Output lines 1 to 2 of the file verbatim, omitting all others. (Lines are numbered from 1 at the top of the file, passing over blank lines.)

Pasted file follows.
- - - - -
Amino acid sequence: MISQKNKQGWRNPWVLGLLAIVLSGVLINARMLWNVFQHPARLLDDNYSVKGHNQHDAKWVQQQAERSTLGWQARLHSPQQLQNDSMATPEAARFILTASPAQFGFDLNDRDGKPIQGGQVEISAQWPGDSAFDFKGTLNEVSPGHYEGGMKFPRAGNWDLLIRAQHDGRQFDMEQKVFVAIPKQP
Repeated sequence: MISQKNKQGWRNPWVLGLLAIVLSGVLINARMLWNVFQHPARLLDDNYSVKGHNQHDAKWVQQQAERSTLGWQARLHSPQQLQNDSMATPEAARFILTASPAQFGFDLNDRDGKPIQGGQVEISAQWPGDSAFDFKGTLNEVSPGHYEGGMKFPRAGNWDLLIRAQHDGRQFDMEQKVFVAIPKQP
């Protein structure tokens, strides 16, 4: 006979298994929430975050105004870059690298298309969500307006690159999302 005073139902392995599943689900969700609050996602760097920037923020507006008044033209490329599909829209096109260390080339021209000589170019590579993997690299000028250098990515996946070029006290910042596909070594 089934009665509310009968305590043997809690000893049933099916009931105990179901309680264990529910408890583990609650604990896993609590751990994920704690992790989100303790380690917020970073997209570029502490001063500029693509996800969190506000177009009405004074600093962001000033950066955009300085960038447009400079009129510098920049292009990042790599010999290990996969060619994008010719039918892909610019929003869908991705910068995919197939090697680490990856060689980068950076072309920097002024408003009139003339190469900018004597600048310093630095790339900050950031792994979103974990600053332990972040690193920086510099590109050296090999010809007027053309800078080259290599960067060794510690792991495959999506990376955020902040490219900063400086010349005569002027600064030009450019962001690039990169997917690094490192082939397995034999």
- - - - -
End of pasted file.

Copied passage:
Amino acid sequence: MISQKNKQGWRNPWVLGLLAIVLSGVLINARMLWNVFQHPARLLDDNYSVKGHNQHDAKWVQQQAERSTLGWQARLHSPQQLQNDSMATPEAARFILTASPAQFGFDLNDRDGKPIQGGQVEISAQWPGDSAFDFKGTLNEVSPGHYEGGMKFPRAGNWDLLIRAQHDGRQFDMEQKVFVAIPKQP
Repeated sequence: MISQKNKQGWRNPWVLGLLAIVLSGVLINARMLWNVFQHPARLLDDNYSVKGHNQHDAKWVQQQAERSTLGWQARLHSPQQLQNDSMATPEAARFILTASPAQFGFDLNDRDGKPIQGGQVEISAQWPGDSAFDFKGTLNEVSPGHYEGGMKFPRAGNWDLLIRAQHDGRQFDMEQKVFVAIPKQP